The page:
Swollen Feet? Why They Happen and What to do About Them

Like most people, you’ve probably been more idle and sitting for more hours than you’re used to during the past few months. Or maybe, your work hours have demandingly increased and you’re on your feet all day. While the pandemic has given people a good reason to relax and slow the crazy pace at which we live, it also has given us swollen feet. It has also tempted us to eat more junk food as we sat at home more, and this can also hurt the situation.

Proper blood circulation in the feet, as well as everywhere else in our body, is important for many reasons. Read further to learn about the benefits of good blood circulation in the feet and what a difference having healthy feet can make in your life. 


Blood circulation basics

The body’s circulatory system, also known as the cardiovascular system, supplies our cells with oxygen and various nutrients. The heart is the leader of this dynamic and stunning system, with the blood vessels acting as messengers throughout the rest of our body. Our arteries carry blood away from our heart and our veins bring blood back to the heart. Every new heartbeat starts this cycle all over again, ensuring that we receive the right amount of oxygen while getting rid of waste (ie carbon dioxide). 

Are swollen feet bad?

Swollen feet, or edema, is just one symptom of poor blood circulation. There are many others such as cold hands and feet and a bluish tint to our nails and skin that indicate a problem with our circulation. Swollen feet can be caused by an underlying health issue such as diabetes or heart problems – or they can happen to relatively healthy people, such as pregnant women who just have larger amounts of fluid retention in their body.

One common reason behind swollen feet is being on our feet all day or, the opposite, sitting in one position for a long period of time. And if you have poor circulation, the problem can be more intense and visible. In this case, fluids tend to pool in the bottom of your feet since your veins aren’t doing their job to supply blood back to the heart, resulting in puffy feet.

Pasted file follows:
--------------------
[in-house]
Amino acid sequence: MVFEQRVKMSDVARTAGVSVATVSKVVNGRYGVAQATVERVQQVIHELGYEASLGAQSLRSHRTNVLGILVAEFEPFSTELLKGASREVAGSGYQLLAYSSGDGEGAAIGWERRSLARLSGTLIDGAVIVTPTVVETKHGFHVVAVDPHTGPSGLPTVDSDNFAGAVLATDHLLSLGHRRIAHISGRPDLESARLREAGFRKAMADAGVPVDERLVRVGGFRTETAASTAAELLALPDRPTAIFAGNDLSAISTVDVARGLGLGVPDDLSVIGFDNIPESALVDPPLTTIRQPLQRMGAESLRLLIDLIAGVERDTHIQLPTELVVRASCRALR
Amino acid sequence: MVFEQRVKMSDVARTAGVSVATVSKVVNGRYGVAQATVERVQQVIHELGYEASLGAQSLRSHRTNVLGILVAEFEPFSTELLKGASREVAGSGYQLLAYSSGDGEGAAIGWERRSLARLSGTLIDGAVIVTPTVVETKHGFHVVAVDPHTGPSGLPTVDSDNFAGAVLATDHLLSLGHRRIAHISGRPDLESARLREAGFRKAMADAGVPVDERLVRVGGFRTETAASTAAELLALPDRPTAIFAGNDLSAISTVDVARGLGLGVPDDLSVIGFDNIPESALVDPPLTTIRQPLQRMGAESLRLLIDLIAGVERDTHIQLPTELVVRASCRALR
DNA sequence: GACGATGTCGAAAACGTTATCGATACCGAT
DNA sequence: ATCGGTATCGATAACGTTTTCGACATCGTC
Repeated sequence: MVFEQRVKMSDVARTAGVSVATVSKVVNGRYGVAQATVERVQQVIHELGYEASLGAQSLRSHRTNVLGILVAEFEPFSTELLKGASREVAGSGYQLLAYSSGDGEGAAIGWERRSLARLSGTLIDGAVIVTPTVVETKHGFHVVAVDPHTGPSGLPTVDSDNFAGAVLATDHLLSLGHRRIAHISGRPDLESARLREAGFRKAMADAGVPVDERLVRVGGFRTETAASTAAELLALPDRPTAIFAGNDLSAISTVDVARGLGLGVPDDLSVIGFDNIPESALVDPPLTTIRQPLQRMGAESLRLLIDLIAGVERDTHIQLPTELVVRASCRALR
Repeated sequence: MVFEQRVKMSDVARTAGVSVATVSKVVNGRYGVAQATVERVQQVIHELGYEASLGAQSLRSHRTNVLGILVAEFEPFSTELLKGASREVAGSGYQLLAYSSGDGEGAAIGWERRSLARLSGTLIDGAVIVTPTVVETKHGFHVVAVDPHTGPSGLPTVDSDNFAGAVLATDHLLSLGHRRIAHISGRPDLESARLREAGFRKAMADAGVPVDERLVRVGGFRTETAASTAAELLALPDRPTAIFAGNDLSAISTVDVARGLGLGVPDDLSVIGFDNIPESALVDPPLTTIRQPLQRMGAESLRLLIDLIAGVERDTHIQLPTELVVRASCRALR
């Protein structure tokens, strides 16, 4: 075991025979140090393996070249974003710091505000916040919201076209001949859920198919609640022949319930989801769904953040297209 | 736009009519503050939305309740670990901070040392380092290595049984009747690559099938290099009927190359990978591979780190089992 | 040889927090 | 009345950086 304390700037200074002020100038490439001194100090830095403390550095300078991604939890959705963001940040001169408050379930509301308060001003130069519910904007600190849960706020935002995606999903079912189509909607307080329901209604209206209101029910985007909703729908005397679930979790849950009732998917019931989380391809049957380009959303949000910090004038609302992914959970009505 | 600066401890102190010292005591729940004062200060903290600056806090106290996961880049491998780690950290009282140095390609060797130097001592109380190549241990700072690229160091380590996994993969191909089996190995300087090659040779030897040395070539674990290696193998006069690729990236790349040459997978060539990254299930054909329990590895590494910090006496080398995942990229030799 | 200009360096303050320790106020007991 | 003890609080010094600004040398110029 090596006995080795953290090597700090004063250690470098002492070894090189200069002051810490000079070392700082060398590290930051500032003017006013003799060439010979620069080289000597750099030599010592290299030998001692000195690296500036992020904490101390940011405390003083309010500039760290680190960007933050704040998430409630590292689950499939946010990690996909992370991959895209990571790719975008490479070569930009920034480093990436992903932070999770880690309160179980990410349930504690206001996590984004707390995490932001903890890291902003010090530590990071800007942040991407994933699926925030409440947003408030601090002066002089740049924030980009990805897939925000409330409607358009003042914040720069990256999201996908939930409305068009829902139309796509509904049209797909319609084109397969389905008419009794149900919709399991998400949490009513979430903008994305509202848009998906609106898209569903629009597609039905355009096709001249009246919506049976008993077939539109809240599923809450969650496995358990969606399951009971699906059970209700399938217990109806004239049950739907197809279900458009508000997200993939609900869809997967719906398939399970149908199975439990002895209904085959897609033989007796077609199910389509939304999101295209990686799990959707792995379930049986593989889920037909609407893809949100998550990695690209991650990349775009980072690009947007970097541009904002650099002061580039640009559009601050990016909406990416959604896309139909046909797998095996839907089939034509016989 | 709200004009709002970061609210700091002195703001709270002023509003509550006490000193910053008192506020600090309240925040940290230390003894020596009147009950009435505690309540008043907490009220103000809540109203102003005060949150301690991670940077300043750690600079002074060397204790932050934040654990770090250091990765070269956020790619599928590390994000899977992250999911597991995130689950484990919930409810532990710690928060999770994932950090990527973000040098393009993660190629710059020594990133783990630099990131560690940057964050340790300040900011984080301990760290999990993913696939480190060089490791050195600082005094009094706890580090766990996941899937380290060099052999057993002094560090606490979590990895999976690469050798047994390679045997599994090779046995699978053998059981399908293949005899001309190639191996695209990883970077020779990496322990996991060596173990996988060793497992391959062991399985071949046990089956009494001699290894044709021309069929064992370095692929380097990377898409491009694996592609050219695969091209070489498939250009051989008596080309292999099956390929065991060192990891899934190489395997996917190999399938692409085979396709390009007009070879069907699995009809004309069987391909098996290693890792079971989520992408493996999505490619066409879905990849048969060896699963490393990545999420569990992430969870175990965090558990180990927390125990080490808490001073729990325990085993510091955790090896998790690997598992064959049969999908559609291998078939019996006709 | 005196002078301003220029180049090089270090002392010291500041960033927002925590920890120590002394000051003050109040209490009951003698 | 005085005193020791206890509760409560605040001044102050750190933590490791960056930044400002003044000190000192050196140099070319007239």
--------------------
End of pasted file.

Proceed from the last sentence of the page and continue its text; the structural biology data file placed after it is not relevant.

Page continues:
How to protect your feet from swelling

If your swollen feet are caused by an underlying health condition, you will most likely experience other symptoms, like the ones mentioned above. If that’s the case, it’s best to seek medical attention to rule out a dangerous issue. However, if puffy feet happen to you regularly without a more serious medical cause to blame, the problem can be inactivity in the feet and rest of the body. 

When you sit or stand for long periods of time, blood collects at the bottom of the feet, putting added pressure on the blood vessels and causes them to swell. This causes your feet to look more swollen than usual.

Here are some easy tips to relieve swollen feet from over or under use such as sitting or standing all day.

  • Opt to wear special support socks if you can. Compression socks can help increase blood flow and are a great option if you are on your feet a lot.
  • At the end of the day, lay down with a support pillow under your feet or calves so that your legs are higher than your heart.
  • If the issue is caused by sitting a lot, go for a walk to keep your feet, and blood, moving.
  • You may not realize this but cutting your salt intake (especially if you consume a lot of it) can help minimize swollen feet.
  • Lastly, consider if any of the medications you are one cause swollen feet and adjust your dose under supervision of your doctor. 

As always, if your feet are hurting for any reason, make sure to call our Evanston office – Evanston Podiatric Surgeons at 847-475-9030, or Downtown Chicago office –Mag Mile Foot and Ankle Institute at 312-236-3507. Our care options for foot injuries and pain include some of the most cutting-edge procedures and technologies available!

To learn more about Chicago DPM, visit our About Us page or Contact Us Today!